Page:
Thursday, March 1, 2001
"It produces measurable correction in radiographs and improves eversion strength," the investigators said. "Clinically, by Garceau's criteria, it definitely provides a better plantar grade foot. While full anterior tibial tendon gave eversion power and supination correction, the split anterior tibia tendon transfer had better preservation of inversion function."
From 1975 to 1988, 55 children (71 feet) with residual dynamic clubfoot deformity underwent anterior tibia tendon transfer. Among them, 42 feet had full anterior tibia tendon transfer, while 29 feet had split anterior tibia tendon transfer. Average age of full transfer was 5.3 years and split transfer 6.6 years with average follow-up of 8.8 years.
Clinical evaluations were done according to Garceau's criteria and radiographic evaluations were done using AP and lateral standing views of the foot.
The investigators said all patients showed significant improvement and upgrading of grouping by Garceau's criteria following surgery with no significant difference between full and split transfer. The most common location of full transfer group was lateral cuneiform and in the split transfer the cuboid. There was significant statistical improvement in ankle dorsiflexion postoperative in both groups by 6.9 degrees and plantar flexion by 3.5 degrees. There was no loss of muscle strength in dorsiflexion following transfer. Patients showed improvement in eversion averaging 1.5 grades.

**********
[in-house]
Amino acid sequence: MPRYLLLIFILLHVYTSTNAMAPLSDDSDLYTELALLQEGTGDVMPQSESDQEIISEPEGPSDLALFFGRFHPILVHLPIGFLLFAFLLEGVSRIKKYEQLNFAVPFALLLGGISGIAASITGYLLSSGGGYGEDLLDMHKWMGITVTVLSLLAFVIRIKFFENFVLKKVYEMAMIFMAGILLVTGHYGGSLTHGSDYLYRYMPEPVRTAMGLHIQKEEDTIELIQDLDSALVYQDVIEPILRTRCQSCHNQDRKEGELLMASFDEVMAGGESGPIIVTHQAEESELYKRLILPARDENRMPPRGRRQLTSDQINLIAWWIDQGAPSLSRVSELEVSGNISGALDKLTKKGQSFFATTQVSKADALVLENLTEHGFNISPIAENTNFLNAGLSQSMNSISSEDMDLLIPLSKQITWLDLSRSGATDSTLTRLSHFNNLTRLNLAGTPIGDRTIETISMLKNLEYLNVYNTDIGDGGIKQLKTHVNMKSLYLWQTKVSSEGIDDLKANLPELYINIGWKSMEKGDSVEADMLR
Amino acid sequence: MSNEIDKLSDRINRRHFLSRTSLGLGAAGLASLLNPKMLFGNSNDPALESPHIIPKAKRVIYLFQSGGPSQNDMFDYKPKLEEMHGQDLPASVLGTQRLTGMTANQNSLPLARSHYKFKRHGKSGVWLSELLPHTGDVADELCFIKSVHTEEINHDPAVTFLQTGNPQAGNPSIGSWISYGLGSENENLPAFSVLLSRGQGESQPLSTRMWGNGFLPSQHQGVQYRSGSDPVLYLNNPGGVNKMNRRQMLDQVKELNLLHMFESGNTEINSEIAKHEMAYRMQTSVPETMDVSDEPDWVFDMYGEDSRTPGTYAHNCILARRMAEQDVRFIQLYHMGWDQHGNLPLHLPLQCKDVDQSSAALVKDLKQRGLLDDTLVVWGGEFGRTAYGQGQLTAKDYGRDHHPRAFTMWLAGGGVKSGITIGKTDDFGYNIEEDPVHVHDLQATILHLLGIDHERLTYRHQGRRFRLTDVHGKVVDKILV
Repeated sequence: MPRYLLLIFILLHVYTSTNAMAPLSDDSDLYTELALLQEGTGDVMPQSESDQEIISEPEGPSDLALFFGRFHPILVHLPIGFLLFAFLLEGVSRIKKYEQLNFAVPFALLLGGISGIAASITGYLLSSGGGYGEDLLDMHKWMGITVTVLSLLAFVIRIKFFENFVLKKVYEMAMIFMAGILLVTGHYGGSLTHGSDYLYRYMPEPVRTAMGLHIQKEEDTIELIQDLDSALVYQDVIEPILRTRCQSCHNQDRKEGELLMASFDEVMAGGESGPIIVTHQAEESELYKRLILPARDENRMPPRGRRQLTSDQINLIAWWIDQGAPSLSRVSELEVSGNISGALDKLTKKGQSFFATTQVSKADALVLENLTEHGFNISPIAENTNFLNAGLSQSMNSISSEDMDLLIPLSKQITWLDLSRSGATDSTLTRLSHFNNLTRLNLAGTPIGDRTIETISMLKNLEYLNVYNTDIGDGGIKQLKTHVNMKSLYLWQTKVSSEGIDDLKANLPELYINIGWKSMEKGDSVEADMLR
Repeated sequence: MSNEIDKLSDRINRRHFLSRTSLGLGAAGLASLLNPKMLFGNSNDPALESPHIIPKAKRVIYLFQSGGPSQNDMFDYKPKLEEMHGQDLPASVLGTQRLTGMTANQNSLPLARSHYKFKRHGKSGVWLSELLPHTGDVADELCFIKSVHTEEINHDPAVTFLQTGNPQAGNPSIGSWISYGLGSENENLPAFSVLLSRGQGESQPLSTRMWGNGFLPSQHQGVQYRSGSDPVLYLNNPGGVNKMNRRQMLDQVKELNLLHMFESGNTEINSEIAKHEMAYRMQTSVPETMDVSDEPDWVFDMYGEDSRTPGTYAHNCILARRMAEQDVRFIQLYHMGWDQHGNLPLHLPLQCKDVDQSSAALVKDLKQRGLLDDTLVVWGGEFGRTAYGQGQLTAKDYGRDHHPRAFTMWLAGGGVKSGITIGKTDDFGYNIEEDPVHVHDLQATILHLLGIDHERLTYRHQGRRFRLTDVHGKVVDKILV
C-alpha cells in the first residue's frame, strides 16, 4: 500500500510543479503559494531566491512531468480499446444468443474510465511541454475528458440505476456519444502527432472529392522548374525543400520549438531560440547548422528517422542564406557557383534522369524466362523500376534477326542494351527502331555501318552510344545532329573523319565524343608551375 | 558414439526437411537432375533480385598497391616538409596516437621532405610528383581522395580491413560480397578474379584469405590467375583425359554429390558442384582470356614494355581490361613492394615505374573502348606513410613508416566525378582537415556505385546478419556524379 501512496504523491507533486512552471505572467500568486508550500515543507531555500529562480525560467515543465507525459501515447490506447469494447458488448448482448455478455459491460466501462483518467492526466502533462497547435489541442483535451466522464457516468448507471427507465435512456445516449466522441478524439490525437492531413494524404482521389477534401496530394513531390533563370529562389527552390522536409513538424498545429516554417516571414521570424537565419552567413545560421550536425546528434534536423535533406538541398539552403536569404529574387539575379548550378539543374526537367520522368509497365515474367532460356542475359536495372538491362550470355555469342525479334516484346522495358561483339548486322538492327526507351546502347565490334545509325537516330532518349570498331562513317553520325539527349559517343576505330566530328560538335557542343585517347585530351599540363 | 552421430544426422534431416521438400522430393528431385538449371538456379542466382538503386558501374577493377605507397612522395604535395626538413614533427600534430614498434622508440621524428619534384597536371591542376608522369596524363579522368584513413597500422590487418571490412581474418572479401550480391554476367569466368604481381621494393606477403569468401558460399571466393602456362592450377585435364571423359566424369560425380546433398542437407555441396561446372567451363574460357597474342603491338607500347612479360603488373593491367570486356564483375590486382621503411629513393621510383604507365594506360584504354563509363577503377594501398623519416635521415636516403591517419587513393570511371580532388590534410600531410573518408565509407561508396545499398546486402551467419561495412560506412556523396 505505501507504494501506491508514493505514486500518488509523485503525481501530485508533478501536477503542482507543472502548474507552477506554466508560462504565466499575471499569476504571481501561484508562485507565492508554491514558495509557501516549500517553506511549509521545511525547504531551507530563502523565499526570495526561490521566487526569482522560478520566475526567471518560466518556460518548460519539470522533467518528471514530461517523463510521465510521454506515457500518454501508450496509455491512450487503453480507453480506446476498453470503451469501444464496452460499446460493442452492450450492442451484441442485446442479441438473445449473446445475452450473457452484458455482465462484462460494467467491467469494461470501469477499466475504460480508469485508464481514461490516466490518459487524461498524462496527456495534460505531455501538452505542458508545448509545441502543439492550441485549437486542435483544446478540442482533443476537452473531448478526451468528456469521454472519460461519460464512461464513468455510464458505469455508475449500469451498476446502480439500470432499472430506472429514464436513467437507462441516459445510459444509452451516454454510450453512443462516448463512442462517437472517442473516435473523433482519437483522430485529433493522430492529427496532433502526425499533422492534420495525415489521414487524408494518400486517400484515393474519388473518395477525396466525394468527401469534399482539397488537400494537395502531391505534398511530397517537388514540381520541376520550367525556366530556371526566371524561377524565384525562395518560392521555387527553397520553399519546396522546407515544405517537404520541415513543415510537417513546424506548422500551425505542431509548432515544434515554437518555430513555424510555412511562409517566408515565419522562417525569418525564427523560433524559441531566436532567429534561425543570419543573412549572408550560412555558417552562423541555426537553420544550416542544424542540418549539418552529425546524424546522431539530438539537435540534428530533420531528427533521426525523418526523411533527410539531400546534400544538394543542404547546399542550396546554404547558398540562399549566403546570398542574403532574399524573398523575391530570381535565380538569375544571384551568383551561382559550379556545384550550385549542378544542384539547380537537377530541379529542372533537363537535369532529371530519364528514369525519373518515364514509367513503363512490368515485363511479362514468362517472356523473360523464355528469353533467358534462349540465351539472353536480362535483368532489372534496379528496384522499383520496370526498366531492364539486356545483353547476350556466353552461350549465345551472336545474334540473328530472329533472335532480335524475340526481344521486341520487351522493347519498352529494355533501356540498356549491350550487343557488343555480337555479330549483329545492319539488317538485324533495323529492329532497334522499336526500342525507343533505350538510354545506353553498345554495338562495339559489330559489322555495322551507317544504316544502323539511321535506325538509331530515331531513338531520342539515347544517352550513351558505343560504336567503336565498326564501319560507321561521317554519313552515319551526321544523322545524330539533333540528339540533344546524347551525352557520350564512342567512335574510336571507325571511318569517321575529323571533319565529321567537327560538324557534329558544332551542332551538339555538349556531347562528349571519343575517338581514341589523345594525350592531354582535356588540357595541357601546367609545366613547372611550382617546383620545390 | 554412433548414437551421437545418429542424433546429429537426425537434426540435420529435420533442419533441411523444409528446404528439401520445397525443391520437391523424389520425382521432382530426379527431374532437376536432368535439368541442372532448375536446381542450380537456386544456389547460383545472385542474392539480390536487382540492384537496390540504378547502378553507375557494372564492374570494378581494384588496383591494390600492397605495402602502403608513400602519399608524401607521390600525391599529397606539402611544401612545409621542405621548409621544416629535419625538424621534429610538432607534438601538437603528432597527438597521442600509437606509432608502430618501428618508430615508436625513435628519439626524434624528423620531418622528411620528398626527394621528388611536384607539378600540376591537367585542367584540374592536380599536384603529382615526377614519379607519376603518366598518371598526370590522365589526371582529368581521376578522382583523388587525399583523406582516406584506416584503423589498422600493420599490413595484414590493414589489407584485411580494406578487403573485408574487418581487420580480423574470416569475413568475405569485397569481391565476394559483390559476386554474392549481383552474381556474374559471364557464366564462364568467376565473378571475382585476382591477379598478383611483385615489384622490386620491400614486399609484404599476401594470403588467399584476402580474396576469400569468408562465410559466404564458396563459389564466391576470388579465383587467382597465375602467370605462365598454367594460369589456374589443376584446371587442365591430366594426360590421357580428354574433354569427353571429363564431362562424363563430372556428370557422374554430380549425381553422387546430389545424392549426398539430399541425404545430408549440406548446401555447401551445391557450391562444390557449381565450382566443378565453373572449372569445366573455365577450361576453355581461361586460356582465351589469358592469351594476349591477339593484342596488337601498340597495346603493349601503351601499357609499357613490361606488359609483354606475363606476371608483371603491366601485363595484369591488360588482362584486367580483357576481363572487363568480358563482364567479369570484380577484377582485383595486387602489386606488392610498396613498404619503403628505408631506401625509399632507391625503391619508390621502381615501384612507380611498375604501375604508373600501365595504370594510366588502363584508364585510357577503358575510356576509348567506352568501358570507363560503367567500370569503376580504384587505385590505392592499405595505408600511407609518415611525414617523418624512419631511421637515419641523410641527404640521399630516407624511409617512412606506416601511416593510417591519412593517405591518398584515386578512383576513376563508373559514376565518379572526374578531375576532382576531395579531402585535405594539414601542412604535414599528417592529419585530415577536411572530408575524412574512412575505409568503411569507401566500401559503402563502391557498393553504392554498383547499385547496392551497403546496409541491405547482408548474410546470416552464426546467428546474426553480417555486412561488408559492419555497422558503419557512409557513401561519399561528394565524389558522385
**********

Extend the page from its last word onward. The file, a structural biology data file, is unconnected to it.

Radiographically, Talo-1st metatarsal angle correction was significant in AP standing view. First and fifth metatarsal overlap measurement showed significant improvement in lateral standing view.
It is an excellent procedure in clubfoot management for correcting dynamic forefoot supination and adduction deformity.
The investigators are Ken N. Kuo, MD, and Shawn P. Hennigan, MD, both of Rush Presbyterian St. Luke's Medical Center, Rush University, Chicago, Ill.
|2001 Academy News March 1 Index B|
Last modified 20/February/2001 by IS